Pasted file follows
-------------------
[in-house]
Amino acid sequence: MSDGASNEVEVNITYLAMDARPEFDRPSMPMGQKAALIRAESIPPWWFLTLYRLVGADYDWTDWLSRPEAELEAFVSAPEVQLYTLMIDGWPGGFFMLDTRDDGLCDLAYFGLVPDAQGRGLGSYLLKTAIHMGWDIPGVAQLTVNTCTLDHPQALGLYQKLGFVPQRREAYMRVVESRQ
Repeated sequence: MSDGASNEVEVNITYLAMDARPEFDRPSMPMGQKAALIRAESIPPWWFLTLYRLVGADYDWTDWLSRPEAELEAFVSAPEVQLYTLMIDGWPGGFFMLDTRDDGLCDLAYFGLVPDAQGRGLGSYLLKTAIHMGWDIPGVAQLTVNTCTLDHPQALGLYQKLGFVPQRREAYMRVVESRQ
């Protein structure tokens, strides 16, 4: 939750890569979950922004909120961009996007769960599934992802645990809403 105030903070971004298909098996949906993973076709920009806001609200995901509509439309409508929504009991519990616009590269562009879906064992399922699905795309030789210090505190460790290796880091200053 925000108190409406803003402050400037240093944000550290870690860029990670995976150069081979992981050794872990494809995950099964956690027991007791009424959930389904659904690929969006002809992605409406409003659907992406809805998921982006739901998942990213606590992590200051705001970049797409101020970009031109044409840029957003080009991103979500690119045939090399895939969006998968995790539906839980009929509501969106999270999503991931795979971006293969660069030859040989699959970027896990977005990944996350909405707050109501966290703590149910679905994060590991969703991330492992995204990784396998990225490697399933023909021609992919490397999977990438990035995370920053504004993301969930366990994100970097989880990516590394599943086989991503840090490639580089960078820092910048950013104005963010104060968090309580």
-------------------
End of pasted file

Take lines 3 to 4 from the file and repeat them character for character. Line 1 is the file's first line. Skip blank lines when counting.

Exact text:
Repeated sequence: MSDGASNEVEVNITYLAMDARPEFDRPSMPMGQKAALIRAESIPPWWFLTLYRLVGADYDWTDWLSRPEAELEAFVSAPEVQLYTLMIDGWPGGFFMLDTRDDGLCDLAYFGLVPDAQGRGLGSYLLKTAIHMGWDIPGVAQLTVNTCTLDHPQALGLYQKLGFVPQRREAYMRVVESRQ
């Protein structure tokens, strides 16, 4: 939750890569979950922004909120961009996007769960599934992802645990809403 105030903070971004298909098996949906993973076709920009806001609200995901509509439309409508929504009991519990616009590269562009879906064992399922699905795309030789210090505190460790290796880091200053 925000108190409406803003402050400037240093944000550290870690860029990670995976150069081979992981050794872990494809995950099964956690027991007791009424959930389904659904690929969006002809992605409406409003659907992406809805998921982006739901998942990213606590992590200051705001970049797409101020970009031109044409840029957003080009991103979500690119045939090399895939969006998968995790539906839980009929509501969106999270999503991931795979971006293969660069030859040989699959970027896990977005990944996350909405707050109501966290703590149910679905994060590991969703991330492992995204990784396998990225490697399933023909021609992919490397999977990438990035995370920053504004993301969930366990994100970097989880990516590394599943086989991503840090490639580089960078820092910048950013104005963010104060968090309580």